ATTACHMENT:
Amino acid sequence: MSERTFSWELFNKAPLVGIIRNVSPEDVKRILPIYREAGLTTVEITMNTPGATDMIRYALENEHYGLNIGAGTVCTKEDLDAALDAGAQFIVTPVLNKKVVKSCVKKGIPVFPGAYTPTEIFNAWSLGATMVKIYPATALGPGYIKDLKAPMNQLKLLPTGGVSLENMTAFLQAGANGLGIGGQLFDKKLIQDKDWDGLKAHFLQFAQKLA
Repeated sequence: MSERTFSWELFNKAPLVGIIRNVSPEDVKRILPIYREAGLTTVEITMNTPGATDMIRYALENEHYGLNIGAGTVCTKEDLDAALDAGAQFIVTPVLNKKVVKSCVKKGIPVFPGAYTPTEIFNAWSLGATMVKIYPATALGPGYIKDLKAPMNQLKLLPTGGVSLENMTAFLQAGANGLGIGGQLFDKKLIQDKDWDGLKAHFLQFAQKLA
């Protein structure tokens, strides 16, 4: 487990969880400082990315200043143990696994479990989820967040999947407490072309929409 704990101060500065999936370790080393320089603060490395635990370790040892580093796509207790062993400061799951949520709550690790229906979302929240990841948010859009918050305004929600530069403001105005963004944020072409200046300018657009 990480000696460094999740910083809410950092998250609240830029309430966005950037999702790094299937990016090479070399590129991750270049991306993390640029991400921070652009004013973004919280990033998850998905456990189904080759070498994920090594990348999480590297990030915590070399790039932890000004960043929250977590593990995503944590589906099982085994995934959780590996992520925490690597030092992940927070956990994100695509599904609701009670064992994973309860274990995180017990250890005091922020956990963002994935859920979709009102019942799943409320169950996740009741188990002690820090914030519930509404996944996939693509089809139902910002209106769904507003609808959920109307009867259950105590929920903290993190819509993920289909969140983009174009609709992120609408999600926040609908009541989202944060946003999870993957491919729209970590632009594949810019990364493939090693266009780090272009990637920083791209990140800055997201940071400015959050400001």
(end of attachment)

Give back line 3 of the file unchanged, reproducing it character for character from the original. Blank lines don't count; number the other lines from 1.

């Protein structure tokens, strides 16, 4: 487990969880400082990315200043143990696994479990989820967040999947407490072309929409 704990101060500065999936370790080393320089603060490395635990370790040892580093796509207790062993400061799951949520709550690790229906979302929240990841948010859009918050305004929600530069403001105005963004944020072409200046300018657009 990480000696460094999740910083809410950092998250609240830029309430966005950037999702790094299937990016090479070399590129991750270049991306993390640029991400921070652009004013973004919280990033998850998905456990189904080759070498994920090594990348999480590297990030915590070399790039932890000004960043929250977590593990995503944590589906099982085994995934959780590996992520925490690597030092992940927070956990994100695509599904609701009670064992994973309860274990995180017990250890005091922020956990963002994935859920979709009102019942799943409320169950996740009741188990002690820090914030519930509404996944996939693509089809139902910002209106769904507003609808959920109307009867259950105590929920903290993190819509993920289909969140983009174009609709992120609408999600926040609908009541989202944060946003999870993957491919729209970590632009594949810019990364493939090693266009780090272009990637920083791209990140800055997201940071400015959050400001």